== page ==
A Metropolitan Transportation Authority scheme to cut service to the B54 bus route drove dozens of residents and business owners to rally Thursday morning on Myrtle Avenue in Clinton Hill, where one straphanger said he was so upset — he made cookies!
“I’ve never been in a situation where someone takes away bus service from a thriving neighborhood. With that said, I made some cookies. Let the sweetness make up for the bitterness,” said Theo Peck, owner of Peck’s gourmet food market on Myrtle Avenue, who brought cookies featuring red and blue frosting, which read “Save the B54,” to the Aug. 8 demonstration.
Transit officials announced in July they would reduce the amount of buses running along the B54’s Myrtle Avenue route between Bushwick and Downtown Brooklyn this fall in response to low ridership numbers, forcing commuters to wait an additional one to three minutes during the morning peak, midday, and evening hours. The route will keep the same schedule as current during the evening peak times, according to documents released last month.
The MTA has pitched the service cuts as a modest inconvenience that will result in substantial savings and allow the agency to enhance service elsewhere, but the plan has drawn fierce opposition from community members, business owners, and local elected officials, who claim transit officials have underestimated the value of local transit to commuters.
“I think it’s outrageous and unacceptable,” said Assemblyman Joseph Lentol (D–Clinton Hill) at the protest organized by the local business booster the Myrtle Avenue Partnership at the corner of Washington Avenue. “Brooklyn is the greatest borough in the world and we need more transportation services, not less.”
Peck said he relies on the bus both personally and professionally, saying his wife, son, staff, and patrons all use the B54, and that his business will suffer as a result of the cuts.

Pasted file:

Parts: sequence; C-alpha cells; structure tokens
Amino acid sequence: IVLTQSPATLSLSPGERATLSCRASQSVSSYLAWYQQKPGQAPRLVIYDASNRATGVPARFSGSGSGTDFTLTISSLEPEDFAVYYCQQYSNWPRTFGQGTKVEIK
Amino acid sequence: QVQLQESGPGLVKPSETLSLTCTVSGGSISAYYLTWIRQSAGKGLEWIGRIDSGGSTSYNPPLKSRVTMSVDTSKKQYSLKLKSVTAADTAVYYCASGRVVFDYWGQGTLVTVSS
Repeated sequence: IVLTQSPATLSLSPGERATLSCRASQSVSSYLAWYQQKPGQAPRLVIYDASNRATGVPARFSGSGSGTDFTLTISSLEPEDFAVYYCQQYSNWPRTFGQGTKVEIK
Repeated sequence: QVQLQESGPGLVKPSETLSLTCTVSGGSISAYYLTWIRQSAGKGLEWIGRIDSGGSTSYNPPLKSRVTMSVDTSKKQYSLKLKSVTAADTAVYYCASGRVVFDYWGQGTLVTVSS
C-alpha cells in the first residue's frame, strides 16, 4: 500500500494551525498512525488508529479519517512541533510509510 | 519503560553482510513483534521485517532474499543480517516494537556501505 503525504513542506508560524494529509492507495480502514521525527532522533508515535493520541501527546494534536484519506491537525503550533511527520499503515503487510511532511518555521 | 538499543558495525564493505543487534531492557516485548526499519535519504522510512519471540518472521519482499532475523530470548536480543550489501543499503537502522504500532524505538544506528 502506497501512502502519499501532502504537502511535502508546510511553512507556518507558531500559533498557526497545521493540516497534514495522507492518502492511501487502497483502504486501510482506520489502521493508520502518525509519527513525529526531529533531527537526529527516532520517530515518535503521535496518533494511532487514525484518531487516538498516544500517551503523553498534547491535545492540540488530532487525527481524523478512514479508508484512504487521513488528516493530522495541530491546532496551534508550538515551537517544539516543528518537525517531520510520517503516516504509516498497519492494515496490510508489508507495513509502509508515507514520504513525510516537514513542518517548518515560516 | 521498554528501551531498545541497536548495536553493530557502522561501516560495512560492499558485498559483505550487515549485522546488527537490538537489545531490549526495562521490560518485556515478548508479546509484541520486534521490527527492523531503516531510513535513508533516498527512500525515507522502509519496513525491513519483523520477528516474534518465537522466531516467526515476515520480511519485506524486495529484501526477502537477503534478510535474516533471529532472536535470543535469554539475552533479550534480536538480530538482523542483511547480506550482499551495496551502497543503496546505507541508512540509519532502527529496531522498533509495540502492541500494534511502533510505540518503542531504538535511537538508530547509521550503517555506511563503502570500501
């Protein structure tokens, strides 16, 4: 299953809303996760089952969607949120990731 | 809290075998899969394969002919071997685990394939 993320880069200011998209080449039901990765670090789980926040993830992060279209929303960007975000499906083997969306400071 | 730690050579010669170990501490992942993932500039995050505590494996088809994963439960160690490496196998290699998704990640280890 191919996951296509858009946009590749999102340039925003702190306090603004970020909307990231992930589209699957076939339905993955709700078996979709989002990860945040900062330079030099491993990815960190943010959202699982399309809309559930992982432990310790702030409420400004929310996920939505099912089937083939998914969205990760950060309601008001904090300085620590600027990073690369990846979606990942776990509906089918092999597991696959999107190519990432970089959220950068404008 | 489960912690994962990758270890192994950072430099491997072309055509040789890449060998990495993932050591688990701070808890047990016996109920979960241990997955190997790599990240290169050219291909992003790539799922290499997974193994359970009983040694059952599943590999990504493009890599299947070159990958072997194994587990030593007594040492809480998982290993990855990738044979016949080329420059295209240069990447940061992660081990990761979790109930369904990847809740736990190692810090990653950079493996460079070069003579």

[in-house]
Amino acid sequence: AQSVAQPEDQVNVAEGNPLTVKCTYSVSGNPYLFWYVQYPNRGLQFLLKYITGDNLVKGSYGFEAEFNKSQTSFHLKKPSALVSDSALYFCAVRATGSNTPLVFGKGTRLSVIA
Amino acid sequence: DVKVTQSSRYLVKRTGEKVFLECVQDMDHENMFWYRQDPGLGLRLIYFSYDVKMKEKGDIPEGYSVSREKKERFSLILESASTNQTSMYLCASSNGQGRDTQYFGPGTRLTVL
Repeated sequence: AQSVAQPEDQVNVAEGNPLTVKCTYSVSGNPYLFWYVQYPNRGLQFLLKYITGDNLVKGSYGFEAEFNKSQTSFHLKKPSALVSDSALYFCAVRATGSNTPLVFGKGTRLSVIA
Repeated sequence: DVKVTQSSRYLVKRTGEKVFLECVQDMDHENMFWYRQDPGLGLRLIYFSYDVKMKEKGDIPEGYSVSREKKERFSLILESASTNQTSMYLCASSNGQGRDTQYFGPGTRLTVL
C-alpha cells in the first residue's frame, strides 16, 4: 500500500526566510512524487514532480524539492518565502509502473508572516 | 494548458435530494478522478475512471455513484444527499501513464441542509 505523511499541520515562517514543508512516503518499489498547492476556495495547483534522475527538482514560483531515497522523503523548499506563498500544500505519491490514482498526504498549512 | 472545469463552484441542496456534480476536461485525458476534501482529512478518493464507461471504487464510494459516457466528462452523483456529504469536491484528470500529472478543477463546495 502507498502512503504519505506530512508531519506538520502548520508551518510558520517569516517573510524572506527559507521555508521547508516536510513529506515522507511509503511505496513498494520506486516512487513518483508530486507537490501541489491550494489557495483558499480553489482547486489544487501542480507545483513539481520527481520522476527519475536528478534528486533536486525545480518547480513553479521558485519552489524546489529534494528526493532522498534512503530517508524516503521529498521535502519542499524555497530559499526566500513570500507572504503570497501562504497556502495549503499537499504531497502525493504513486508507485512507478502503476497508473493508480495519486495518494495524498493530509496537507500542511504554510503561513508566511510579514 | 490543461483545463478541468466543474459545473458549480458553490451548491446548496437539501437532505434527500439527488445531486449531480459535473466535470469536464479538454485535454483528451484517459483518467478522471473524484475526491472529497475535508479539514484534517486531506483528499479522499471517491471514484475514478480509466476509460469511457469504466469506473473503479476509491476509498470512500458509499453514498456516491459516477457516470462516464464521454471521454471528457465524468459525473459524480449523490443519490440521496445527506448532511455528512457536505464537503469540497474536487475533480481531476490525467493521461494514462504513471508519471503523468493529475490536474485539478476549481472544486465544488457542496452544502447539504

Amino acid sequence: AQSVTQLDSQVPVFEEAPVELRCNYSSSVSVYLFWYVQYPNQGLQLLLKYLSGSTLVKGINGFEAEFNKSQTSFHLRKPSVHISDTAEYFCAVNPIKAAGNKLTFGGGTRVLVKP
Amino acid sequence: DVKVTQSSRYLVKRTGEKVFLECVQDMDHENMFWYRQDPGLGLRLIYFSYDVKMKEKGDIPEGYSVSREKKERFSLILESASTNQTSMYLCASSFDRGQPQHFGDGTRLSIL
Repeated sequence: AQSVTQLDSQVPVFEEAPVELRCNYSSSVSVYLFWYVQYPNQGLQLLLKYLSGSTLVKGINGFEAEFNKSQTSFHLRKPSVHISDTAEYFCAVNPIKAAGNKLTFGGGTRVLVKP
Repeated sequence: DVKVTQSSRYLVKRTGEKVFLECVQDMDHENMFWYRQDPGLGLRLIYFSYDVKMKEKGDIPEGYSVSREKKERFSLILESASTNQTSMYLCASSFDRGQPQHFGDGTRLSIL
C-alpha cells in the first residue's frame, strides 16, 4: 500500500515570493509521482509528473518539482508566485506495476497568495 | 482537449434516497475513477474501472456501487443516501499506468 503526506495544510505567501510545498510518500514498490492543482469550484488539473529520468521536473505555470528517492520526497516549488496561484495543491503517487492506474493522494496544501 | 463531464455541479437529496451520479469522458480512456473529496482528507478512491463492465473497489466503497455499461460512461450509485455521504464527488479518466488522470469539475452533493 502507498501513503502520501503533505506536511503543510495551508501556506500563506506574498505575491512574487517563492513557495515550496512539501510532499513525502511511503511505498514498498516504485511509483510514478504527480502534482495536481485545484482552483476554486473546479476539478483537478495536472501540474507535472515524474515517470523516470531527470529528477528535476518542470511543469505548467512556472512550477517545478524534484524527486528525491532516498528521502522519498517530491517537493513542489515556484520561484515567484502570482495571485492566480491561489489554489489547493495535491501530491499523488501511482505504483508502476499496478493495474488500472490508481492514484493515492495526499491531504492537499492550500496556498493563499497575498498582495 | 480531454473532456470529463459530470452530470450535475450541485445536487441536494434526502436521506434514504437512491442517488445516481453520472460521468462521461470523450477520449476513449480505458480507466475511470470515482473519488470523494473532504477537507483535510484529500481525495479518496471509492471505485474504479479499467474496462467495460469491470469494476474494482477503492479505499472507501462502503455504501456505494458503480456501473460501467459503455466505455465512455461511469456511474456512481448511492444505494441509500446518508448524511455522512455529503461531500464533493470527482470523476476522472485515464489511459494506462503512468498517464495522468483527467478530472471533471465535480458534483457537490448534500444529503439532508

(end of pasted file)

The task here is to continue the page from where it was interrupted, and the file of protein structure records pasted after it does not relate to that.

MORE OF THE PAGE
“Basically my entire back-of-the-house staff takes the B54. Whether it’s from one place or another, the B54 gets them here, and it gets them here on time,” he said. “This is vital. This is how people earn a living.”
The demonstration was represented by small business owners, the elderly and disabled, workers and area residents, all of whom shared a reliance on the Myrtle Avenue bus route, and one local woman demanded the MTA find some other way to pinch pennies.
“We need this bus. We really need this bus to travel,” said Edna Grant. “You got people on wheelchairs and everything, they don’t need to cut it.”
But a spokeswoman for the agency said that transit honchos will push forward with the plan, claiming the cuts will streamline the route, ensuring buses remain on schedule, and increasing occupancy bus-by-bus by 22 percent.
“The B54 received minimal schedule changes of one to three minutes to align more closely with ridership and the actual travel time on the route, so buses run more on time – a priority we’ve heard from our ridership – and with fewer empty seats,” said Amanda Kwan, a spokeswoman for the MTA.
The Authority plans to take a deeper look at the entire Kings County bus network in the coming months, as part of a borough-wide effort to “modernize” bus routes, Kwan said.
Meanwhile, Kwan promised that city transit gurus will keep an eye on the B54 to ensure its service cuts render the promised results.
“We welcome customer feedback as we approach our planned redesign of the entire Brooklyn bus network in the coming months when we will re-examine the route network for the first time in decades,” she said.